After some enlightening responses (thank you!!) to the original post, I’ve decided to change this a bit xD
So, instead of jumping right in, let’s actually explain what I mean when I say “classic” vamps. I wrote “Dracula-style” in the original post, but that’s the wrong label to use. Basically what I mean by classic is the iconic idea of a vampire. So, the pale skin, the black tux, the aversion to garlic and sunlight and crosses, the stuff that you would see in a cartoon making a vampire joke. They sleep in coffins, poof into bats, maybe hypnotize people a bit, that kind of thing.
There’ll be posts on what I think about the idea of “vampire mythology” being a set-in-stone thing later, but this just a lighthearted start. And my first post, woo! So let’s get on with the edited version of Problems for “Classic” Vamps. And please note, this is intended to be edutainment, not straight-up history class xD
Blood does NOT stain teeth. Thank you, folks! But seriously though, always remind your vamps to brush and floss for healthy fangs (and to avoid blood breath, of course).
Fluorescent lights emit UV rays. Which means if your vampire is sun-sensitive, there’s a good chance they’re sensitive to indoor lights, too. Scarves and sunglasses, mate. Scarves and sunglasses.
Garlic is evil. Stay away from Pizza Hut at all costs.
I won’t say church is evil ’cause this is the internet, but. Those crucifixes might cause some discomfort for your vamp. Might wanna experiment with other belief systems. Or just pray from home, that works too.
Immortality lasts a long time. Unless you wanna cop out and make your vamp have amnesia, they’re gonna have a lot of memories from their long, long pasts. They’ll also have lots of abilities/hobbies (knit one, purl two, yo) and experience from staying alive for so long. Unless, of course, they’ve been in a crypt for all this time. Then their language skills might not be so good.
Classic vamps transform. Into mist, wolves, bats! So be careful with windy nights, dog catchers, and white-nose syndrome.
The basket was full of dyed skeins of wool and linen thread.
Some I had been given by Jocasta, some I had spun myself. The difference was obvious, but even the lumpy, awkward-looking strands I produced could be used for something. Not stockings or jerseys; perhaps I could knit a tea cozy— that seemed sufficiently shapeless to disguise all my deficiencies.
Jamie had been simultaneously shocked and amused to find that I didn’t know how to knit. The question had never arisen at Lallybroch, where Jenny and the female servants kept everyone in knitted goods. I had taken on the chores of stillroom and garden, and never dealt with needlework beyond the simplest mending.
“Ye canna clickit at all?” he said incredulously. “And what did ye do for your winter stockings in Boston, then?”
“Bought them,” I said.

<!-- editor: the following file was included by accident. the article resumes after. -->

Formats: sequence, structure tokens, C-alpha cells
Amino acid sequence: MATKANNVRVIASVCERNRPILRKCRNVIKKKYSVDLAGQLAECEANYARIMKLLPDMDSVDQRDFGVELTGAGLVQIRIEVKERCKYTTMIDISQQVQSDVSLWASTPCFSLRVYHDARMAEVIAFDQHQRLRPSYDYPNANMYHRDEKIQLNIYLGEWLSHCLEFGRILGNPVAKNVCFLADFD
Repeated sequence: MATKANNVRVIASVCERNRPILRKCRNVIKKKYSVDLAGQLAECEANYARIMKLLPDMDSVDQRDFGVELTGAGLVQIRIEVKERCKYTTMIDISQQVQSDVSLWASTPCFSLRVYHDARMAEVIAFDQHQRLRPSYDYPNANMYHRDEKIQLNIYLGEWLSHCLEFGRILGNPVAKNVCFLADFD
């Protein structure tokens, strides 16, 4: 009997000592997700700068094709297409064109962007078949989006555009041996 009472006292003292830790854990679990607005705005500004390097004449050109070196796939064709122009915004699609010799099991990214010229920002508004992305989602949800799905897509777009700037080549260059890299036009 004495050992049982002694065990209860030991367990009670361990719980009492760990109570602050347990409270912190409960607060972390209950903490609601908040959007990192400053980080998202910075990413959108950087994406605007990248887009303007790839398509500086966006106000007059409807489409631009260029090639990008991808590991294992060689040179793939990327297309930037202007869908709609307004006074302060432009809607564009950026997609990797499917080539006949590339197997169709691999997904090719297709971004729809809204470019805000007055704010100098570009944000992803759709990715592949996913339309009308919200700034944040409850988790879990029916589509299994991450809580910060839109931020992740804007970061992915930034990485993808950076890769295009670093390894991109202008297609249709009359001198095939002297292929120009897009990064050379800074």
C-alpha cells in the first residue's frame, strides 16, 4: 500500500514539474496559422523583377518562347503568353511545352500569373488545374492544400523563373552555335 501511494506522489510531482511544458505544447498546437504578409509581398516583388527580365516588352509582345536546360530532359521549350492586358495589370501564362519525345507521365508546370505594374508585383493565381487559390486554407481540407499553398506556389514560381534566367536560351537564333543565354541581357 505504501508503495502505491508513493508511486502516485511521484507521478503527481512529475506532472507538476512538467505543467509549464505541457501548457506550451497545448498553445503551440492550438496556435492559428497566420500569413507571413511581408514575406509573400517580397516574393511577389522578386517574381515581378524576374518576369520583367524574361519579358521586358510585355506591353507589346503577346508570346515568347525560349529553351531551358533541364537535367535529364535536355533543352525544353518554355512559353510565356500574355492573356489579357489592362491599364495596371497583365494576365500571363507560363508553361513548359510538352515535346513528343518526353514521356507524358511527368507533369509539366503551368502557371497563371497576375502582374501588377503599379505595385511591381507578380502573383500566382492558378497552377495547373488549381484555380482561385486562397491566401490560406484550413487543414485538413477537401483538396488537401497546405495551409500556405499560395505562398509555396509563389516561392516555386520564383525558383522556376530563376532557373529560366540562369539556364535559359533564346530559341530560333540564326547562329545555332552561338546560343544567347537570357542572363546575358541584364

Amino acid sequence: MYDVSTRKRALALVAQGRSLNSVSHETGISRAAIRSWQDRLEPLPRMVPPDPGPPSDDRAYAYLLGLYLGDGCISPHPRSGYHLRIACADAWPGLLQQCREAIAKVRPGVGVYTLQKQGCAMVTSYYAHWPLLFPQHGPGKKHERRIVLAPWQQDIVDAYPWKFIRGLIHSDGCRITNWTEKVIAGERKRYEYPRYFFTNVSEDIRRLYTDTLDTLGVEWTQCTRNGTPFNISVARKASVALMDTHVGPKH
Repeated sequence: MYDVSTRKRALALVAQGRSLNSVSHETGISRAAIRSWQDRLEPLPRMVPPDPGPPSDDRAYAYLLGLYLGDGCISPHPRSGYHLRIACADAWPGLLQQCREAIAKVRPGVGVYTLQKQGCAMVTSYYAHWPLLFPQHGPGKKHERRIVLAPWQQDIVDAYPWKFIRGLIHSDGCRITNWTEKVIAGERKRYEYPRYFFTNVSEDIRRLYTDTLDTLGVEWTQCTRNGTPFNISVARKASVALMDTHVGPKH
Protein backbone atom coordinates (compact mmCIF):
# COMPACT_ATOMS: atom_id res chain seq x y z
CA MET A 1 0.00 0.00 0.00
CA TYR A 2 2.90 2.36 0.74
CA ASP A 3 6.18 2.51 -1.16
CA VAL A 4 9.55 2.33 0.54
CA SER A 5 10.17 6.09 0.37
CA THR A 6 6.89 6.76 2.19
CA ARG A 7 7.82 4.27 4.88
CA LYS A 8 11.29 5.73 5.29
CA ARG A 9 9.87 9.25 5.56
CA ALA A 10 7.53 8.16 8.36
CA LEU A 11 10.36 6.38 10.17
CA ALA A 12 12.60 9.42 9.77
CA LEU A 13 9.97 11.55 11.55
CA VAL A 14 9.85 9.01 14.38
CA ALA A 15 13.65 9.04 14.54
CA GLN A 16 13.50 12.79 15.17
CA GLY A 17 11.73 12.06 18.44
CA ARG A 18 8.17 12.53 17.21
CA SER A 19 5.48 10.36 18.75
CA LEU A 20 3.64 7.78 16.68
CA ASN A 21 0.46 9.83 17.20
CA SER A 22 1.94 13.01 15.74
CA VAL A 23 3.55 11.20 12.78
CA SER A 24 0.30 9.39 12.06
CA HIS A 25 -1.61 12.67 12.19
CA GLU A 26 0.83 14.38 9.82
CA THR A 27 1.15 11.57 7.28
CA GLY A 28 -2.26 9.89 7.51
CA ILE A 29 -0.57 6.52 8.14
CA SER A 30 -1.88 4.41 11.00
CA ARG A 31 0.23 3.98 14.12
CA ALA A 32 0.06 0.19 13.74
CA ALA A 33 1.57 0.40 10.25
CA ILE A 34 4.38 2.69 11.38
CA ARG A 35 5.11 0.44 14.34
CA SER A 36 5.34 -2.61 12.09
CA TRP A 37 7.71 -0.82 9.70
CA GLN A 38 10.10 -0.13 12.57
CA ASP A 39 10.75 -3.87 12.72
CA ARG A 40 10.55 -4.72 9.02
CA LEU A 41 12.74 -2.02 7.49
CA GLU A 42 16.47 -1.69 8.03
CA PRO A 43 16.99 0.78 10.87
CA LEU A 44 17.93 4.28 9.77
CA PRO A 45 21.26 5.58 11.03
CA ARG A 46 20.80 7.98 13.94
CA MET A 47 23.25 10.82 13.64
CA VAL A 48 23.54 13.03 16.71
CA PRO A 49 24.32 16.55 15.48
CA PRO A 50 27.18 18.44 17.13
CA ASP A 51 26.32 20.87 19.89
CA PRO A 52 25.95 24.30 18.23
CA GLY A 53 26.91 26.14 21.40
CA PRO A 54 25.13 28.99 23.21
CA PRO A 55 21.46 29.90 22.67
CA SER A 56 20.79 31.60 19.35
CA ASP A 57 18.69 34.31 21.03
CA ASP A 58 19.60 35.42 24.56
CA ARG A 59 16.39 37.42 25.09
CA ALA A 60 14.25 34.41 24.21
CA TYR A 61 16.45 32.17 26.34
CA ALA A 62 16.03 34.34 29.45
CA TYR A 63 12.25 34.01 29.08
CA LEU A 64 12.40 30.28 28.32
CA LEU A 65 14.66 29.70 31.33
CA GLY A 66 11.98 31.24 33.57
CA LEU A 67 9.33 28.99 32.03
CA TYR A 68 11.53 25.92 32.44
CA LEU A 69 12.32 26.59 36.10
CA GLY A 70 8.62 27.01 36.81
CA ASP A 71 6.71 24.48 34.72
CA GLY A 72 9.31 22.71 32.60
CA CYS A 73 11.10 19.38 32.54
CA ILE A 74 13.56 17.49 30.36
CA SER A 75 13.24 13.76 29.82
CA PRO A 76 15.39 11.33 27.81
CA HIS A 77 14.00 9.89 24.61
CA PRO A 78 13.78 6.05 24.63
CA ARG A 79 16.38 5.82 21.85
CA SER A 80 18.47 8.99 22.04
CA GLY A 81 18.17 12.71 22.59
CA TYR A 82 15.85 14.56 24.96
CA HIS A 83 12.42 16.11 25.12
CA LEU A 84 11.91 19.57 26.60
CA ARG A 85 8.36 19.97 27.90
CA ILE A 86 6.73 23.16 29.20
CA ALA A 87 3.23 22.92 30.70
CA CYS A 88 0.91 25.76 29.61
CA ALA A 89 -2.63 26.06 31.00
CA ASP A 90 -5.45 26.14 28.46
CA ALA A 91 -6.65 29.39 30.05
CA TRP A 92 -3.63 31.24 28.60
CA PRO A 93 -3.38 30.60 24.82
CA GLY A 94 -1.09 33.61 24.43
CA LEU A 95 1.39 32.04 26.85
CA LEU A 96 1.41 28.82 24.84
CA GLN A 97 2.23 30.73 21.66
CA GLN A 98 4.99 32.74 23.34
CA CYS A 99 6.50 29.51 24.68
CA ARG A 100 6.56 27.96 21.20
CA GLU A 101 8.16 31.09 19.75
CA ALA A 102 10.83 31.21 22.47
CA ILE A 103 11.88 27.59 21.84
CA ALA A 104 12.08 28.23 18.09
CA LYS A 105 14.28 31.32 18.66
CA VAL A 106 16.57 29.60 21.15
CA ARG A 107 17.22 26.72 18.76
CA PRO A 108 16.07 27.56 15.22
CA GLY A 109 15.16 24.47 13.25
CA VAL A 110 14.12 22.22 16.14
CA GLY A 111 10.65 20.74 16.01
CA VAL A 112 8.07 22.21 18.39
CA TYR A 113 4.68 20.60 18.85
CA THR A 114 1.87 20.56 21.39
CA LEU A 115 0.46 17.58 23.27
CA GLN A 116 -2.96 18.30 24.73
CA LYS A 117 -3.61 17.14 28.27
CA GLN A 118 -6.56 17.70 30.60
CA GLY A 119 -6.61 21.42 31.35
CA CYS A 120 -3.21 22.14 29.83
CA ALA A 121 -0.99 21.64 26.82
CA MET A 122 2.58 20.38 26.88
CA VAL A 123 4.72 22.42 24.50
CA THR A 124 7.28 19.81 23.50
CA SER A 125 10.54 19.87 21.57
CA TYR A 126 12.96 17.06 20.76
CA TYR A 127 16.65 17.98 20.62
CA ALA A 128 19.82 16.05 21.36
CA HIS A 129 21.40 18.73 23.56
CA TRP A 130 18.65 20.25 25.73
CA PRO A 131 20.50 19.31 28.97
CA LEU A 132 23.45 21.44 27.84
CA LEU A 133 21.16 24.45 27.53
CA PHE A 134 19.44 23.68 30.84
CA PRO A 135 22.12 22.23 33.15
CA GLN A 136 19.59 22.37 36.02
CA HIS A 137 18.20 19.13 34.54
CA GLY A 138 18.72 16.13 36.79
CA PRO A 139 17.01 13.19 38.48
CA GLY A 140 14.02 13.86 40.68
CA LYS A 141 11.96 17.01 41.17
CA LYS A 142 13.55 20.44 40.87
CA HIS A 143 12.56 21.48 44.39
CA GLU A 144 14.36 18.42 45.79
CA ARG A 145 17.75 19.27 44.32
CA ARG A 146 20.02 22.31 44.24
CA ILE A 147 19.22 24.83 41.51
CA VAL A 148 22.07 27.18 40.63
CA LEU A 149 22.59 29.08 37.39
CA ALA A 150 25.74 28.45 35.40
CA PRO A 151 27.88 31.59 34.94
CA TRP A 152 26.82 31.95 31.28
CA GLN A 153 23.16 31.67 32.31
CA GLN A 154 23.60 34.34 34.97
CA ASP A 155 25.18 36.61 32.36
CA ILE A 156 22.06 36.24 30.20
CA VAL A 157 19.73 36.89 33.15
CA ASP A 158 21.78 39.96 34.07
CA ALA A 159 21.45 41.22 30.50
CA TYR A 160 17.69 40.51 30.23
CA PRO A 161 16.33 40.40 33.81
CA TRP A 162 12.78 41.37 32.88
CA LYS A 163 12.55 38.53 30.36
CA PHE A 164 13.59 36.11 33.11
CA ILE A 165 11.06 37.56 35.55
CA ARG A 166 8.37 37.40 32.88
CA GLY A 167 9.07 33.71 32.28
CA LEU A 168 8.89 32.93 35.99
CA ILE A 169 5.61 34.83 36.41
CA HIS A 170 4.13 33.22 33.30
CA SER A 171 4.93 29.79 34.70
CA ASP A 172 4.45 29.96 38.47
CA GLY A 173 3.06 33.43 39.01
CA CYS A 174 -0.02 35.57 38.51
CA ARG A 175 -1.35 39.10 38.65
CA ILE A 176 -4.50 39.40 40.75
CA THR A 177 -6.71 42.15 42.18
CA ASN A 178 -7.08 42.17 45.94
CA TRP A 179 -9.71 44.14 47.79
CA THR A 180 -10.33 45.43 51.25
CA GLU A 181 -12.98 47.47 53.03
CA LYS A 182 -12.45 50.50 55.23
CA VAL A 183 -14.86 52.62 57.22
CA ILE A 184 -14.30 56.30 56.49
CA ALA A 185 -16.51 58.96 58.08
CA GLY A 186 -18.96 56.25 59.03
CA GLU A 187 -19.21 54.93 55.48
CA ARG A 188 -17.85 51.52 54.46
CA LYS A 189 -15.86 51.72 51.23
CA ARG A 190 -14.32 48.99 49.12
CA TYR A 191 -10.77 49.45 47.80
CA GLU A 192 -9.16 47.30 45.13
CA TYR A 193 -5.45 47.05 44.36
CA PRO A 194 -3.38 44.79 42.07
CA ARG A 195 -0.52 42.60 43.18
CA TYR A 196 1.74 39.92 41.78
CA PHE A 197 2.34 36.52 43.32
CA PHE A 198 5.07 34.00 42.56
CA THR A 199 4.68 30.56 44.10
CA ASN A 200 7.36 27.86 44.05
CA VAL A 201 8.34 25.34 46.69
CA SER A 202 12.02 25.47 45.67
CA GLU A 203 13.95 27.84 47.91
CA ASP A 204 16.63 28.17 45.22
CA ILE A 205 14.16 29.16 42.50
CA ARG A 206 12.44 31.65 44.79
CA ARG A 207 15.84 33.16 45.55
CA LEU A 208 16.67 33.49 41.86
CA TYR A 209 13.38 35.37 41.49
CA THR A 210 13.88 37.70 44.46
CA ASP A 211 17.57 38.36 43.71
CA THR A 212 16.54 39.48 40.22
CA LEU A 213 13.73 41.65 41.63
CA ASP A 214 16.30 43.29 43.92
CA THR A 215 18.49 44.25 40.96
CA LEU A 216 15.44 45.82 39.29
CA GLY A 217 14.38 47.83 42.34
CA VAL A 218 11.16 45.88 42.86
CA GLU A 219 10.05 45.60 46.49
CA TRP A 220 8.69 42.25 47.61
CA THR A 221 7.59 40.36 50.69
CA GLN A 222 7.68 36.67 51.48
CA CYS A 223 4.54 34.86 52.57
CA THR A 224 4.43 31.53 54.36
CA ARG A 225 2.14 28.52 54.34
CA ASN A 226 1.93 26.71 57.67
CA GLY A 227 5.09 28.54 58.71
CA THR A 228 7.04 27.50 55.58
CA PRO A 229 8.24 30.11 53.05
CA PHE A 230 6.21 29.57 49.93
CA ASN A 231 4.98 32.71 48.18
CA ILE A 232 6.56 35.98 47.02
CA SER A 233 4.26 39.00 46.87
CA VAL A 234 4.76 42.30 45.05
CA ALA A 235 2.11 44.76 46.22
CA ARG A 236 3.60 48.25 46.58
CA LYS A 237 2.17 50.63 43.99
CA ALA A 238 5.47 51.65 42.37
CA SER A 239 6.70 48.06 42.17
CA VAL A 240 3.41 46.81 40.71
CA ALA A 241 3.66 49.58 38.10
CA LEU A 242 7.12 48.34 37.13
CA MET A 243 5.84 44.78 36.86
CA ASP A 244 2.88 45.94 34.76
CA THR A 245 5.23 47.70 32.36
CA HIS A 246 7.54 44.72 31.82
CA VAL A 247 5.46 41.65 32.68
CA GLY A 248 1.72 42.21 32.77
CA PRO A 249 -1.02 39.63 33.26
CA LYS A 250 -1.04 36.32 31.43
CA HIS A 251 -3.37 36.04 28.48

He had looked elaborately around the clearing where we had been sitting, admiring the half-finished cabin.
“Since I dinna see any shops about, I suppose ye’d best learn, aye?”
“I suppose so.” I dubiously eyed the knitting basket Jocasta had given me. It was well equipped, with three long circular wire needles in different sizes, and a sinister-looking set of four double-ended ivory ones, slender as stilettos, which I knew were used in some mysterious fashion to turn the heels of stockings.
“I’ll ask Jocasta to show me, next time we go down to River Run. Next year perhaps.”
Jamie snorted briefly and picked up a needle and a ball of yarn. “It’s no verra difficult, Sassenach. Look— this is how ye cast up your row.” Drawing the thread out through his closed fist, he made a loop round his thumb, slipped it onto the needle, and with a quick economy of motion, cast on a long row of stitches in a matter of seconds. Then he handed me the other needle and another ball of yarn. “There— you try.”
I looked at him in complete amazement.
“You can knit?”
“Well, of course I can,” he said, staring at me in puzzlement. “I’ve known how to clickit wi’ needles since I was seven years old. Do they not teach bairns anything in your time?”
“Well,” I said, feeling mildly foolish, “they sometimes teach little girls to do needlework, but not boys.”
“They didna teach you, did they? Besides, it’s no fine needlework, Sassenach, it’s only plain knitting. Here, take your thumb and dip it, so …”
And so he and Ian— who, it turned out, could also knit and was prostrated by mirth at my lack of knowledge— had taught me the simple basics of knit and purl, explaining, between snorts of derision over my efforts, that in the Highlands all boys were routinely taught to knit, that being a useful occupation well suited to the long idle hours of herding sheep or cattle on the shielings.
“Once a man’s grown and has a wife to do for him, and a lad of his own to mind the sheep, he maybe doesna make his own stockings anymore,” Ian had said, deftly executing the turn of a heel before handing me back the stocking, “but even wee laddies ken how, Auntie.”
I cast an eye at my current project, some ten inches of a wooly shawl, which lay in a small crumpled heap at the bottom of the basket. I had learned the basics, but knitting for me was still a pitched battle with knotted thread and slippery needles, not the soothing, dreamy exercise that Jamie and Ian made of it, needles clicketing away in their big hands by the fire, comforting as the sound of crickets on the hearth.
Not tonight, I thought. I wasn’t up to it. Something mindless, like winding up the balls of yarn. That I could do. I laid aside a half-finished pair of stockings Jamie was making for himself— striped, the show-off— and pulled out a heavy skein of fresh-dyed blue wool, still redolent with the heavy scents of its dyeing.